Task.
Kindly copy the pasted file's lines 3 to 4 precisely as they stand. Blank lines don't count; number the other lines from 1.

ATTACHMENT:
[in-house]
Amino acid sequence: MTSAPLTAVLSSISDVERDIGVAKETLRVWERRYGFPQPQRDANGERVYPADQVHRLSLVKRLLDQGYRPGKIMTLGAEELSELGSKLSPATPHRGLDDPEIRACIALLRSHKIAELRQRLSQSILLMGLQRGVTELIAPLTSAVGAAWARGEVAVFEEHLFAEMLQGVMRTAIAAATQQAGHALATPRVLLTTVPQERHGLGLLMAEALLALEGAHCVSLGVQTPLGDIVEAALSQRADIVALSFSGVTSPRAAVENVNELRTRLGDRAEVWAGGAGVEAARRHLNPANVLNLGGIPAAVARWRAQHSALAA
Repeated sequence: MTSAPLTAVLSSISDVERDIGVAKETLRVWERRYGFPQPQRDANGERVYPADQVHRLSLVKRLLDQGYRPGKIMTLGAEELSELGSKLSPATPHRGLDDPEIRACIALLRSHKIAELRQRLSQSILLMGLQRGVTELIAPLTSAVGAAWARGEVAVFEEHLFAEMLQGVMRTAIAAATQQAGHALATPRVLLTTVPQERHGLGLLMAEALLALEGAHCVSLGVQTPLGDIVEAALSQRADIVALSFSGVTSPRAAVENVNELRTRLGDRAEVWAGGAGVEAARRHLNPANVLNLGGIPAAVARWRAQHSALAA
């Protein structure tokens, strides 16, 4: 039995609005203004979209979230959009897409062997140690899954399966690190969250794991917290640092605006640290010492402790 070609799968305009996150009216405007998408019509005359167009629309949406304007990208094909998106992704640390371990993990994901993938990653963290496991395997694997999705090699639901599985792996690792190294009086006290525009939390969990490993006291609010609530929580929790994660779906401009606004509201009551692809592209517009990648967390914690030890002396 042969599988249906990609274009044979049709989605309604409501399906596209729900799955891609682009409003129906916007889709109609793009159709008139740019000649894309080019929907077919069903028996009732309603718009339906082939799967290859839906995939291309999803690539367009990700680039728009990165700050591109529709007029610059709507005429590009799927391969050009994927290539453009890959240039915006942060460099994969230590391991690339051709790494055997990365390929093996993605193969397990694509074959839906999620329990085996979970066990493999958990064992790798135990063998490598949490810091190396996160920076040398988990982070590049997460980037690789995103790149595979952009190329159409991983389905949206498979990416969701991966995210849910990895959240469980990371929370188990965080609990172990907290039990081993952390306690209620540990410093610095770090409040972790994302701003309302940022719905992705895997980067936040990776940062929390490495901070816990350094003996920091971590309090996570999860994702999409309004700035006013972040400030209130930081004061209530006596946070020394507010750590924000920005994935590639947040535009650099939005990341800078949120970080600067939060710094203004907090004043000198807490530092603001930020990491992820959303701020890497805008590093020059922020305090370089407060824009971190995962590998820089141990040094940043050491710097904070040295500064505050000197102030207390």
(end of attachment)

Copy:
Repeated sequence: MTSAPLTAVLSSISDVERDIGVAKETLRVWERRYGFPQPQRDANGERVYPADQVHRLSLVKRLLDQGYRPGKIMTLGAEELSELGSKLSPATPHRGLDDPEIRACIALLRSHKIAELRQRLSQSILLMGLQRGVTELIAPLTSAVGAAWARGEVAVFEEHLFAEMLQGVMRTAIAAATQQAGHALATPRVLLTTVPQERHGLGLLMAEALLALEGAHCVSLGVQTPLGDIVEAALSQRADIVALSFSGVTSPRAAVENVNELRTRLGDRAEVWAGGAGVEAARRHLNPANVLNLGGIPAAVARWRAQHSALAA
């Protein structure tokens, strides 16, 4: 039995609005203004979209979230959009897409062997140690899954399966690190969250794991917290640092605006640290010492402790 070609799968305009996150009216405007998408019509005359167009629309949406304007990208094909998106992704640390371990993990994901993938990653963290496991395997694997999705090699639901599985792996690792190294009086006290525009939390969990490993006291609010609530929580929790994660779906401009606004509201009551692809592209517009990648967390914690030890002396 042969599988249906990609274009044979049709989605309604409501399906596209729900799955891609682009409003129906916007889709109609793009159709008139740019000649894309080019929907077919069903028996009732309603718009339906082939799967290859839906995939291309999803690539367009990700680039728009990165700050591109529709007029610059709507005429590009799927391969050009994927290539453009890959240039915006942060460099994969230590391991690339051709790494055997990365390929093996993605193969397990694509074959839906999620329990085996979970066990493999958990064992790798135990063998490598949490810091190396996160920076040398988990982070590049997460980037690789995103790149595979952009190329159409991983389905949206498979990416969701991966995210849910990895959240469980990371929370188990965080609990172990907290039990081993952390306690209620540990410093610095770090409040972790994302701003309302940022719905992705895997980067936040990776940062929390490495901070816990350094003996920091971590309090996570999860994702999409309004700035006013972040400030209130930081004061209530006596946070020394507010750590924000920005994935590639947040535009650099939005990341800078949120970080600067939060710094203004907090004043000198807490530092603001930020990491992820959303701020890497805008590093020059922020305090370089407060824009971190995962590998820089141990040094940043050491710097904070040295500064505050000197102030207390």